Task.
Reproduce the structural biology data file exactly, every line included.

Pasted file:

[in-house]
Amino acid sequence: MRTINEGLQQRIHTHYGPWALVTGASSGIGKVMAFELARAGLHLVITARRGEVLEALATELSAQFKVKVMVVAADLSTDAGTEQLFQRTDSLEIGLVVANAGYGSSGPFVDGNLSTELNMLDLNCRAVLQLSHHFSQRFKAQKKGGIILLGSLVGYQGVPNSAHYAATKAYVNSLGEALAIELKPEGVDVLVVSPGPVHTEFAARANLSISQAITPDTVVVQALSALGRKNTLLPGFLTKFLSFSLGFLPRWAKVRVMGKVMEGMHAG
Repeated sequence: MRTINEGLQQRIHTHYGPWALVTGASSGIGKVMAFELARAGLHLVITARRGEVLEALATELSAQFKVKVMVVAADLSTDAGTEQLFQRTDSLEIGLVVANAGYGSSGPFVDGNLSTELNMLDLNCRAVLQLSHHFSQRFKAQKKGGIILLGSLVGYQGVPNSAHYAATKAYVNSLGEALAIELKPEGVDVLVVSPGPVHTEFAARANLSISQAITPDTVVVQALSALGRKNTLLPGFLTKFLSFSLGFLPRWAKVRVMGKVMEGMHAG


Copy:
[in-house]
Amino acid sequence: MRTINEGLQQRIHTHYGPWALVTGASSGIGKVMAFELARAGLHLVITARRGEVLEALATELSAQFKVKVMVVAADLSTDAGTEQLFQRTDSLEIGLVVANAGYGSSGPFVDGNLSTELNMLDLNCRAVLQLSHHFSQRFKAQKKGGIILLGSLVGYQGVPNSAHYAATKAYVNSLGEALAIELKPEGVDVLVVSPGPVHTEFAARANLSISQAITPDTVVVQALSALGRKNTLLPGFLTKFLSFSLGFLPRWAKVRVMGKVMEGMHAG
Repeated sequence: MRTINEGLQQRIHTHYGPWALVTGASSGIGKVMAFELARAGLHLVITARRGEVLEALATELSAQFKVKVMVVAADLSTDAGTEQLFQRTDSLEIGLVVANAGYGSSGPFVDGNLSTELNMLDLNCRAVLQLSHHFSQRFKAQKKGGIILLGSLVGYQGVPNSAHYAATKAYVNSLGEALAIELKPEGVDVLVVSPGPVHTEFAARANLSISQAITPDTVVVQALSALGRKNTLLPGFLTKFLSFSLGFLPRWAKVRVMGKVMEGMHAG